April 2020 Micro Fiction Longlist


Many thanks to everyone who sent in stories for this month’s micro fiction comp, and to Cath Barton for the inspiring prompt that generated the most entries we’ve had so far. Which means the winner will receive a cash prize of £278 as well as free entry to the annual Flash Fiction Prize.

Of the 139 entries we received we’ve got a longlist of 40 stories. All readings are anonymous until the final judging is completed so only the story titles are show here. If your story is listed please don’t let anyone know what it is called! Congrats to the 40 writers who made it through.

April 2020 Micro Fiction Longlist

  • Ancient Indonesian Tattoos, East of Java
  • A Ghost is Here
  • A Nice Cup of Tea
  • Big Brother
  • Carefully Crafted
  • Changes of Fortune
  • Dinosaurs and the Weary
  • Dormant Power
  • Elsie – The Love of my Life
  • Everything Left Behind
  • Garden Party Guidelines
  • Homecoming
  • How to Climb a Mountain
  • Item One Hundred and Twenty-Five: To Climb a Mountain
  • In the House of the Devil
  • Life and Death
  • Lost in Translation
  • Maesta
  • Nadia’s Mission
  • On Preparing to Climb a Mountain for the First Time: I Will Not Let You Stop Me
  • Paralysis
  • Possibility
  • Sacrificial Lamb
  • Search Continues for Missing Botanist in Roen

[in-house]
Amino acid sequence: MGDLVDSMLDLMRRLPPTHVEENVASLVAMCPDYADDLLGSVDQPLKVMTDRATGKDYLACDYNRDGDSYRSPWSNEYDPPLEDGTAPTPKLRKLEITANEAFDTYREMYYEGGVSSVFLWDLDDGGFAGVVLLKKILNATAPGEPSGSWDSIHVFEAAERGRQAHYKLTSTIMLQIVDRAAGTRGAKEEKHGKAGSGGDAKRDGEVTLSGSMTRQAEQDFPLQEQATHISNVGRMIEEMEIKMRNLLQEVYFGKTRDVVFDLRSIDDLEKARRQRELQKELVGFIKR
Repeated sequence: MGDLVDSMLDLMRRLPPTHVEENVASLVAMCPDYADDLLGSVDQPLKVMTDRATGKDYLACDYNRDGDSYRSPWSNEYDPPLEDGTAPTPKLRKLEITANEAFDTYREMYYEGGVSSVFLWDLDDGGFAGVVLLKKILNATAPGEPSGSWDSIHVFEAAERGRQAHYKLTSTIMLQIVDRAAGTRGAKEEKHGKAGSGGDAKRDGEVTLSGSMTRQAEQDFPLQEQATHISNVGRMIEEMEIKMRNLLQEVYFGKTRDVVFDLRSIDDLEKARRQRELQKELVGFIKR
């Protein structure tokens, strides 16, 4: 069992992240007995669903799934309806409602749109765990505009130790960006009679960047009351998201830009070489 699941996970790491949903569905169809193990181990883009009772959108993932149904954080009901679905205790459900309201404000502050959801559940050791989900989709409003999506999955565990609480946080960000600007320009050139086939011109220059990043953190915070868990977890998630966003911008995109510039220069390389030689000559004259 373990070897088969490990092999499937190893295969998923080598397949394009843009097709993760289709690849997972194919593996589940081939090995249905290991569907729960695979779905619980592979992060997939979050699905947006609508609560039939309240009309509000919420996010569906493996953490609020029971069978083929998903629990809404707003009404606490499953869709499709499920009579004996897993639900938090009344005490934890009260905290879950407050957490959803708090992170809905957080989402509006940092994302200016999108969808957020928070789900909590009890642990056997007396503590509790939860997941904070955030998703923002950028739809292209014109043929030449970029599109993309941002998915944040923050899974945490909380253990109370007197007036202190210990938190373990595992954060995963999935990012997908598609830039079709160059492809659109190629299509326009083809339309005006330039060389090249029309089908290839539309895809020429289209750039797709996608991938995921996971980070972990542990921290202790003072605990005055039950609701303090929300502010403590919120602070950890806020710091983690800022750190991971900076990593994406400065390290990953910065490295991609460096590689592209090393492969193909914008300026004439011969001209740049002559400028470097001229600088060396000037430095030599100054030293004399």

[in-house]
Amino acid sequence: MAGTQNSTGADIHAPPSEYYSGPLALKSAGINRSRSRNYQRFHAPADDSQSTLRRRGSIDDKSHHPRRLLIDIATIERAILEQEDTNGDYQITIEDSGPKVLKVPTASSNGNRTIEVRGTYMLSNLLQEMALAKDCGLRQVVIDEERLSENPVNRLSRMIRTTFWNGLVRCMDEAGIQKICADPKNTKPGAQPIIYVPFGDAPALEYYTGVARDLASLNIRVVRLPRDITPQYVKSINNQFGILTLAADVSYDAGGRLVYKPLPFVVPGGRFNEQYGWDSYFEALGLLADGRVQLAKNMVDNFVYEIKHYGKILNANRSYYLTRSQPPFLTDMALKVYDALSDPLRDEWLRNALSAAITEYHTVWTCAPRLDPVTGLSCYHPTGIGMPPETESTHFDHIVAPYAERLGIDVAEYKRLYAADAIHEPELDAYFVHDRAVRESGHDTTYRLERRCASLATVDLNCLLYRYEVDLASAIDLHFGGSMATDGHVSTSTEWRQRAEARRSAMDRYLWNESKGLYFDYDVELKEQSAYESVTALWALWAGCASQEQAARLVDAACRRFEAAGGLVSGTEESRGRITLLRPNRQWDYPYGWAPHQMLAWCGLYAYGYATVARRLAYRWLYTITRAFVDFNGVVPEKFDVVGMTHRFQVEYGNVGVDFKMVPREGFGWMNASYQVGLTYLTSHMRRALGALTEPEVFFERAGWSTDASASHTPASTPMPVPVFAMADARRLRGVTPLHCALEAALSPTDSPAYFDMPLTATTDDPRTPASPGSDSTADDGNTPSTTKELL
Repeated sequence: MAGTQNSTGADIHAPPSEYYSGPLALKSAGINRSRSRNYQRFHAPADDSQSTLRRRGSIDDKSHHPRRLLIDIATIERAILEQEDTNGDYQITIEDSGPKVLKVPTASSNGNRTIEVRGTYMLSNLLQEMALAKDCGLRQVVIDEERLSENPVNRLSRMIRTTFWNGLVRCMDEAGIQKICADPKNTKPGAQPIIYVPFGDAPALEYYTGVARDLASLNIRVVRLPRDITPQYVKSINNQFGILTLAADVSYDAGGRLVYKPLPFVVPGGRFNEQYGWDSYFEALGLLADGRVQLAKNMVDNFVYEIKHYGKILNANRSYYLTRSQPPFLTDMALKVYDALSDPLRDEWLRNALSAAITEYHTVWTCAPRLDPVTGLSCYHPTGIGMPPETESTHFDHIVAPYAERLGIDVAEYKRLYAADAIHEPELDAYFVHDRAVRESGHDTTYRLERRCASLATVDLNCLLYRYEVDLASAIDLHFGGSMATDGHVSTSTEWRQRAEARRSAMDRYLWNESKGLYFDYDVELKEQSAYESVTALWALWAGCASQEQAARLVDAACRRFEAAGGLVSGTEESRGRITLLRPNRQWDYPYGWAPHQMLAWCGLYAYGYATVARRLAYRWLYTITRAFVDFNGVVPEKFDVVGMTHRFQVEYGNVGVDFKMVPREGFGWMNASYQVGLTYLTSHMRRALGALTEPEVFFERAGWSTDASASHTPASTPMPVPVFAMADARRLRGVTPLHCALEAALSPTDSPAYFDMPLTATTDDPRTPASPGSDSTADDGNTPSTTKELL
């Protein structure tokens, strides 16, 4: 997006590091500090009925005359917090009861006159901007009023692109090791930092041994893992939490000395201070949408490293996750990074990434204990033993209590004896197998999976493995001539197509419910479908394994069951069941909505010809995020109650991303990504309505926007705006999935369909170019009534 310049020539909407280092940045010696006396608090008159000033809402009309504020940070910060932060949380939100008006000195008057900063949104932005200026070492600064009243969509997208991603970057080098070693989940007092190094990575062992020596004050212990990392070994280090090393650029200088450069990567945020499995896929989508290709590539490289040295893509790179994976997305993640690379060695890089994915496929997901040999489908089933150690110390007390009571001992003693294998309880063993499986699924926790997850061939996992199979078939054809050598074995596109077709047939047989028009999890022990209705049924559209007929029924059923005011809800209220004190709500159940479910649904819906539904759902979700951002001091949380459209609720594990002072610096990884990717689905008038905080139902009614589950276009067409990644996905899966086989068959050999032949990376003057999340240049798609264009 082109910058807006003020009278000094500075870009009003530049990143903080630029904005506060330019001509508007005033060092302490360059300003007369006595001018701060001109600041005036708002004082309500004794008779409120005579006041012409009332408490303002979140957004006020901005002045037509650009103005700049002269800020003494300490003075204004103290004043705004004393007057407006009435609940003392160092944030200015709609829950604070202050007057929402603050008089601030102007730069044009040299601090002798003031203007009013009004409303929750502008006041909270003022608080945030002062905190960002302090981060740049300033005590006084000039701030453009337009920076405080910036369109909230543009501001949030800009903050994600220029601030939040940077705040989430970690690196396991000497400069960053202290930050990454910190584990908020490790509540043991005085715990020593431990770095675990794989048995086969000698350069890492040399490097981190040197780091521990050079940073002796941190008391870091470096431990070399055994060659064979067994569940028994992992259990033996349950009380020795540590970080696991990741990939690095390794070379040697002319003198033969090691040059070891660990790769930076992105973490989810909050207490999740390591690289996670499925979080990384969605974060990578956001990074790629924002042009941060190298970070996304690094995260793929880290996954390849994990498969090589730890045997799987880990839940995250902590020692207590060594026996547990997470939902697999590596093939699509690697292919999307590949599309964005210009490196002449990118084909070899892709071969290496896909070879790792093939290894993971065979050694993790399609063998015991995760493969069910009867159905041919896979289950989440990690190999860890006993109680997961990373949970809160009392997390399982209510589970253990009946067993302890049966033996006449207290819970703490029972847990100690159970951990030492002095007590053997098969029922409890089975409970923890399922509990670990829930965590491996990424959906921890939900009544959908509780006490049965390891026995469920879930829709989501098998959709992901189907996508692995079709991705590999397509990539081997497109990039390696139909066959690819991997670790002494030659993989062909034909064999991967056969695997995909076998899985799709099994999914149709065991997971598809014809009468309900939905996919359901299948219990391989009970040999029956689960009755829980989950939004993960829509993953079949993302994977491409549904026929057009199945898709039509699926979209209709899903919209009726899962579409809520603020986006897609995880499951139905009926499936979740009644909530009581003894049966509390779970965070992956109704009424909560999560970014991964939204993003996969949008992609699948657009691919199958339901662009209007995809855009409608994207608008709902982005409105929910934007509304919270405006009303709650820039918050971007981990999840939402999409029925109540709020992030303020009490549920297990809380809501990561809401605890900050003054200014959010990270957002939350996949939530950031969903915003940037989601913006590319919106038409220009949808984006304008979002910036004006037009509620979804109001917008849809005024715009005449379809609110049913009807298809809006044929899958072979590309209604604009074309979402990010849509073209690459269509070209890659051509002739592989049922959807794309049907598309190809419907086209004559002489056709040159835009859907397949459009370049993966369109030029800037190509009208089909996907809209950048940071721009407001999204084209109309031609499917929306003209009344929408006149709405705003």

• Strider
  • Ten Seconds Before the End of the World
  • The Ache
  • The Distance
  • The Grey Monolith
  • The Mountain
  • The Other Mountain was on Fire
  • Time to Sow
  • Torn Sky
  • Tristão
  • Up, Up and Away
  • Utopia
  • Walking on Chocolate
  • Working from the Top
  • When a Man is not a Mountain
  • When Coffee is in your DNA


We’re busy reading again and the shortlist of 10 stories will be online for public voting on Monday 20th April. Good luck everyone!

2020 First Chapter Competition Shortlist

Thanks again to everyone that sent us in their novel opening for this year’s First Chapter Competition. We received 308 submissions, which we had a longlist of 36 from and now we have the final shortlist of 10 chapters that are going to judge, Carrie Plitt, to read and make the final decision on.

Congratulations to everyone who entered and was longlisted and especially to these 10 shortlisted authors.

2020 First Chapter Competition Shortlist

  • Brantwood by Victoria MacKenzie
  • Down Came a Blackbird by Julie Holden
  • Girls Like Us by Julie Bull
  • Love by Kate Tregaskis
  • Life After The End Of The World by Sydnye White
  • Passing Through Fire by Diane Miller
  • Swimming Lesson by Rebecca Garnett Haris
  • The Katie Experiment by Rosie Smith
  • We Make Dreams by Angela Wipperman
  • Words We Should’ve Said by Allison Secker